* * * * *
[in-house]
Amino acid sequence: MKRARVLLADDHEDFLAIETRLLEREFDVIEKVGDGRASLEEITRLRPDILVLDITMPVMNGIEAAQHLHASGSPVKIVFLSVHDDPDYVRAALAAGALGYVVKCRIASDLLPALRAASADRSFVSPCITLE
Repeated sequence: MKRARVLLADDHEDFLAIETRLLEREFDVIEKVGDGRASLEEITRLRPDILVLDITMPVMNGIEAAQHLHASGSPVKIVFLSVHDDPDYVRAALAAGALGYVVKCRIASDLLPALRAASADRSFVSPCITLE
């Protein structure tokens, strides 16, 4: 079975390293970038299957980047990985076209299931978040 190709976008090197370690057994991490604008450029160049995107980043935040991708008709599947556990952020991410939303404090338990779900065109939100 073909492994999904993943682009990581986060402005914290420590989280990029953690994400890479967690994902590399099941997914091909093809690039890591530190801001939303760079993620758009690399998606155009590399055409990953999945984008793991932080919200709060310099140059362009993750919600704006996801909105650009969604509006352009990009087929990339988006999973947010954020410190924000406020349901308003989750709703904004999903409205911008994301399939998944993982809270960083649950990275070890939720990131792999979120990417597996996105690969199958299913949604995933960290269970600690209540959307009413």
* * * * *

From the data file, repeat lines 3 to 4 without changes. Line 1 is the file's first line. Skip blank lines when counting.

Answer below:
Repeated sequence: MKRARVLLADDHEDFLAIETRLLEREFDVIEKVGDGRASLEEITRLRPDILVLDITMPVMNGIEAAQHLHASGSPVKIVFLSVHDDPDYVRAALAAGALGYVVKCRIASDLLPALRAASADRSFVSPCITLE
């Protein structure tokens, strides 16, 4: 079975390293970038299957980047990985076209299931978040 190709976008090197370690057994991490604008450029160049995107980043935040991708008709599947556990952020991410939303404090338990779900065109939100 073909492994999904993943682009990581986060402005914290420590989280990029953690994400890479967690994902590399099941997914091909093809690039890591530190801001939303760079993620758009690399998606155009590399055409990953999945984008793991932080919200709060310099140059362009993750919600704006996801909105650009969604509006352009990009087929990339988006999973947010954020410190924000406020349901308003989750709703904004999903409205911008994301399939998944993982809270960083649950990275070890939720990131792999979120990417597996996105690969199958299913949604995933960290269970600690209540959307009413």